Child abuse prevention advocates using pinwheels to propel their message

Posted at 12:15 PM, Apr 03, 2018
and last updated 2018-04-03 15:58:07-04

DENVER — Starting Tuesday, people around Colorado might begin seeing blue pinwheels pop up in random places. They are part of a nationwide campaign to raise awareness about child abuse because April is child abuse prevention month.

“When people see the pinwheels all around the communities we want them to think about the children and families in the community,” said Jade Woodard, the executive director of Illuminate Colorado.

The goal is to not only start a conversation about child abuse and prevention but also to encourage Coloradans to be better neighbors to one another.

“We really are all in this together and what you see in the news are the cases of what happens when things go wrong and child protective services needs to get involved with families,” said Kendra Dunn, Child Maltreatment Prevention Director at the Colorado Department of Human Services. “But to prevent child abuse and neglect from occurring in the first place, community members, neighbors, spiritual leaders and mentors can really get involved in supporting families so that things never get that bad.”

The groups involved are also hosting a photo contest for the pinwheels. People are encouraged to start a pinwheel garden in their yards, at work, etc. and to take a picture of it.

“Take a photo and upload it on We will post it on social media and will tag you in it and then you will promote it as much as you can to get as many likes as you can. The photos with the most likes will actually win a grant to the nonprofit of their choice working to strengthen families and prevent child abuse and neglect,” Woodard said.

Woodard encouraged people to make the photos as unique as possible.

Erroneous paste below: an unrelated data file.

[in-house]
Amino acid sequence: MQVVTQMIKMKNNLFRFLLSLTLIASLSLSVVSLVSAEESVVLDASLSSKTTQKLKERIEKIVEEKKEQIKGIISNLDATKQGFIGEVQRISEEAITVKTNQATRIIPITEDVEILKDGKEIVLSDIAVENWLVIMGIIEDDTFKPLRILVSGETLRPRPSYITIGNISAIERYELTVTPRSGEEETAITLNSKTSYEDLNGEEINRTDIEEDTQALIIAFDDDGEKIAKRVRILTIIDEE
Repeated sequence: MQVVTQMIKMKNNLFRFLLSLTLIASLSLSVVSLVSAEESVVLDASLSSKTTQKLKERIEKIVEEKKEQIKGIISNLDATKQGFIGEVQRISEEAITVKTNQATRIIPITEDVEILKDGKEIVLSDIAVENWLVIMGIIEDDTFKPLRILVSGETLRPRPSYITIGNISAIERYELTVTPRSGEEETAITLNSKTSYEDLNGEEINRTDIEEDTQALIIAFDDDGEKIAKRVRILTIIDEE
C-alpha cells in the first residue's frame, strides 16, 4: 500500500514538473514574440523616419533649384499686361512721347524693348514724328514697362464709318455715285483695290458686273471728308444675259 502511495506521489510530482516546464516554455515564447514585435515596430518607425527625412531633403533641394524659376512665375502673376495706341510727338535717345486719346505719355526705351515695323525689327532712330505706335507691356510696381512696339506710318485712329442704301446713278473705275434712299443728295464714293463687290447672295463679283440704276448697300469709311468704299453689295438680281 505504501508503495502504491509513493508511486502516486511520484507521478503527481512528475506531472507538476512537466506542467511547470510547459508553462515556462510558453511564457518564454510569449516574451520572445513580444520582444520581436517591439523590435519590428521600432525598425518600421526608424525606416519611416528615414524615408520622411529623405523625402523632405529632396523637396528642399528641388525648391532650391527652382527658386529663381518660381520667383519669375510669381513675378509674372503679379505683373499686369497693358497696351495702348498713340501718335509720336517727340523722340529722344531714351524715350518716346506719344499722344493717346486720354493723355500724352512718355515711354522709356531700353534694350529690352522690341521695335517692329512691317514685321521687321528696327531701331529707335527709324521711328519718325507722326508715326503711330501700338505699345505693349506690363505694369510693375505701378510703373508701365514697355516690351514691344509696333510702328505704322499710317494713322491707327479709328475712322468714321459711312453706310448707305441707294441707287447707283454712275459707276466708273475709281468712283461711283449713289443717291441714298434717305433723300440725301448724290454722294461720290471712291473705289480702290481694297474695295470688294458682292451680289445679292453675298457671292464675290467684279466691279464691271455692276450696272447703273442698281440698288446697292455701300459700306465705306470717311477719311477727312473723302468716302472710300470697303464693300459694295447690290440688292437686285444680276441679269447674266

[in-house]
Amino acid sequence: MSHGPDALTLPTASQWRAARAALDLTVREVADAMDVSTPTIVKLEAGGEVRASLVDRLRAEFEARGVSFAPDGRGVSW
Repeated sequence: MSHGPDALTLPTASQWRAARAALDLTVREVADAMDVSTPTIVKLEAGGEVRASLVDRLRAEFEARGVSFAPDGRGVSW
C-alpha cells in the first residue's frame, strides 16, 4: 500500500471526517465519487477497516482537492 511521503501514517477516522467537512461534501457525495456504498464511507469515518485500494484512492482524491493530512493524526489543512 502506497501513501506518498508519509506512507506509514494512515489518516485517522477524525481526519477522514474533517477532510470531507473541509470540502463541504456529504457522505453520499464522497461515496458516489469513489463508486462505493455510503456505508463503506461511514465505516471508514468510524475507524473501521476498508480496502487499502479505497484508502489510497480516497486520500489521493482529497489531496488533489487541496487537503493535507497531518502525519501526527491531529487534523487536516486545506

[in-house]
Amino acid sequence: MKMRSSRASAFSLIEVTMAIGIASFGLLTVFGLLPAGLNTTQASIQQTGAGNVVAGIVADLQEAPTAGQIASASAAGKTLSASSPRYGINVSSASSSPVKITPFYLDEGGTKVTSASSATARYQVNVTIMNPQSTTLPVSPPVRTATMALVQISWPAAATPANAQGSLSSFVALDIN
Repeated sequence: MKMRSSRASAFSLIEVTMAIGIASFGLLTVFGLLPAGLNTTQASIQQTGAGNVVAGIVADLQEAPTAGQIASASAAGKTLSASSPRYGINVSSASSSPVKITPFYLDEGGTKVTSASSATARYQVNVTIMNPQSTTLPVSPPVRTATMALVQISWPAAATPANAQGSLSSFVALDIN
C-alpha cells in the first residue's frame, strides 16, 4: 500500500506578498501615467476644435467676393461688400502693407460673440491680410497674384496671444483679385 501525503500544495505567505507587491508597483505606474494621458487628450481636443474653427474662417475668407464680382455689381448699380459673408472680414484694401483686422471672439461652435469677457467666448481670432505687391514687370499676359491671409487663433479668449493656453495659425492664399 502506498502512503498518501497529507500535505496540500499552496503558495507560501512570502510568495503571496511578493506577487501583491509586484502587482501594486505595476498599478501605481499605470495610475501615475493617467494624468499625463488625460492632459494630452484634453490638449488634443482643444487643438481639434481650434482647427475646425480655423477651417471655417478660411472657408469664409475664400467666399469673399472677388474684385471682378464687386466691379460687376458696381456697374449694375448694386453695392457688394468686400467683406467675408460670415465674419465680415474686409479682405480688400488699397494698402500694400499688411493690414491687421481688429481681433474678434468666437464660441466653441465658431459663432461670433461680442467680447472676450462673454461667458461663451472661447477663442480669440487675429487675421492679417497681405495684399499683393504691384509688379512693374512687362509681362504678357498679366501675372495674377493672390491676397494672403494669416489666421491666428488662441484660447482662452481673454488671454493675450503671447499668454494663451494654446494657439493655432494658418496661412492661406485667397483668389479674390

“It could be on top of a mountain or at the Rockies game, at your school or just with your adorable little baby,” she said.

While the photo contest is fun, the message behind the pinwheels and Tuesday’s press conference was serious.

The organizers are encouraging people to call 1-844-CO4KIDS if you are worried that a child you know is being abused or neglected.

“You dial the number and we will make a call. You don’t have to know for certain, you don’t have to make a judgment. We do have trained professionals that can do that and so we just really want you to know that if you have a concern you should pick up the phone and call and then often that leads to families getting services that they need,” Dunn said.

Dunn wanted to emphasize that making a call doesn’t always lead to a worst-case-scenario where children are taken away from parents. It can also connect families with different resources available in the community.

This year, the emphasis is on promoting happy, healthy families.

“We really feel like it’s adults' responsibility to protect children, not children’s responsibility to protect themselves. So it’s really important that adults use their vote, their voice and then really their ability to help wrap around children and families to make sure the kids are growing up healthy and happy in Colorado,” Dunn said.

For those children who do feel abused and neglected, Woodard wants them to know that they are not alone and that there are ways they too can reach out.

“Find a teacher or an adult or an aunt or an uncle or a parent or whoever it is that they trust and they feel safe with to really try to share their experience with and know that there are adults all over the state that are really working for them,” Woodard said.

Children who want someone to talk to can also call the Safe to Tell program at 1-877-542-7233 or online at